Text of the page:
Monday, February 23, 2009

PERSI - An Under-Utilized Resource

I browsed through the Recently Added or Updated Databases on Ancestry.com this morning, and noticed that the PERiodical Source Index (PERSI) had been updated on 19 February. I've been meaning to check back into PERSI for my Seaver surname, so I took the opportunity.

What is PERSI? The Ancestry.com database description says:

"PERSI is the largest and most widely-used subject index covering genealogy and local history periodicals written in English and French (Canada). The collection dates from approximately 1800. There are currently over 1.7 million searchable records and nearly 6,000 different periodicals, which library staffers at the Allen County Public Library (in Ft. Wayne, Allen County, Indiana, U.S.A.) have been compiling for over a decade. PERSI is widely recognized as essential for high-quality genealogy research."

The Ancestry.com screen for the PERSI database looks like this:



The "Section" dropdown box lets the user select Surname, US Locality, Canada Locality, Foreign Locality, or Methodology. The user can input "Keyword" and/or "Surname" using the "Surname" Section. For the "U.S. Locality" section, the Search box changes to include Title Keywords, Record Type, US State and County.

I chose "Surname" and input "Seaver" in the Surname box. I clicked on Search and got 54 results:





I clicked on the third one down, titled "Edwin P. Seaver memoir, 1838-1917, MA" which is in Volume 51, the March 1918 issue, of the Massachusetts Historical Society Proceedings. I clicked on the periodical title and the holdings of this periodical at a repository appeared, with a link to a repository (I clicked on the link and the popup box with the repository address came up) as shown in the screen below:

Note that this screen does NOT provide the volume and issue of the article I'm searching for - it's information about the holdings of the periodical at the selected repository.

The link was to the Allen County (IN) Public Library in Fort Wayne, Indiana. Going to the ACPL Genealogy web site, there is more information about PERSI and how to obtain the article(s) of interest:


The site provides a PDF form here for researchers to order up to six articles per form. The form looks like this::



The charge is $7.50 per form plus 20 cents per page copied, and it takes 6 to 8 weeks to receive the results. That is really pretty reasonable if the researcher does not have easy access to a major genealogy library that has the specific periodical.

How do you find out if a repository near you has the periodical? Well, you can use the WorldCat search at www.WorldCat.org. I input "Massachusetts Historical Society Proceedings" in the search box and found that San Diego
State University (about 15 miles away) has some issues of this periodical, including Volume 51. The University of California San Diego in La Jolla (about 23 miles away) also has it. So I have a choice - toddle off to SDSU or UCSD some day and obtain it immediately, or send a form and a check to Allen County Public Library and wait awhile.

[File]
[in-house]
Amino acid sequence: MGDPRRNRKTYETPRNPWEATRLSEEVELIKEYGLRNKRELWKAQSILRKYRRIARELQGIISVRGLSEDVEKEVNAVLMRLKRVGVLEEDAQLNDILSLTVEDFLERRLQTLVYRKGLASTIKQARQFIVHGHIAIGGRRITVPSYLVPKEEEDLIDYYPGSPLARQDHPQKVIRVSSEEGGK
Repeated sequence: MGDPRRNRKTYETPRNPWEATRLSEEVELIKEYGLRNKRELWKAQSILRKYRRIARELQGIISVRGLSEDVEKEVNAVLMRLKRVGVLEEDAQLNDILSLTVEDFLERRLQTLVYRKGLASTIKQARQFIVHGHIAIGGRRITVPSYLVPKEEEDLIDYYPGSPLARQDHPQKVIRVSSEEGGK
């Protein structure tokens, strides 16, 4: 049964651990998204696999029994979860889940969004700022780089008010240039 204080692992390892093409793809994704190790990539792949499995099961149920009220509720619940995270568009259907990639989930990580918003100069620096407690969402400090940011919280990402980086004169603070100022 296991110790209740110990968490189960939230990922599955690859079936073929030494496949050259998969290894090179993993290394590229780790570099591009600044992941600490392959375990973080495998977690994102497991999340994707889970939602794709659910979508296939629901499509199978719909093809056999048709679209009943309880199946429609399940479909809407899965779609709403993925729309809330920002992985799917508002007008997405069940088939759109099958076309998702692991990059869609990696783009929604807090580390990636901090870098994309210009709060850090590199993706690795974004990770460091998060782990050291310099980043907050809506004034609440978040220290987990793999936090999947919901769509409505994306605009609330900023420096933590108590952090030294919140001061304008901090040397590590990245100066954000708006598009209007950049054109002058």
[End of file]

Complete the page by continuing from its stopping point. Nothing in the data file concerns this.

Historical and genealogical periodicals are some of the most useful resources to find the "hidden gems" in a family's history. In general, these periodicals are not indexed or imaged for online access. There are some exceptions, like the New England Historic Genealogical Society (NEHGS) which has their New England Historical and Genealogical Register (1847-2005) available for their subscribers to search and review.

My hope has been that periodical publishers would permit their "every-name" index to be imaged and posted online so that names in the periodicals could be found in an online search. The researcher would still have to find the periodical volume in order to obtain the specific article, but having the index available online would open many research opportunities (and probably drive many researchers back into libraries and other repositories).

3 comments:

Brenda said...

I talked to Kris a couple weeks ago and they are saying March now but if out governor closes down some of the stuff she is talking about.. it is unsure if it will EVER make it!

FamilyTwigs (Sheri Bush) said...

Randy,
PERSI is also available through Heritage Quest which many people can use at home free through their local library. All they need is a library card. I use it!
Great post about something not often mentioned.
Thanks

Ginger Smith said...

Hi Randy, I also use PERSI through Heritage Quest. You also have the option to order the articles up to 6 at $7.50 each. I've had really good luck requesting the journals or copies of the articles through my Interlibrary Loan.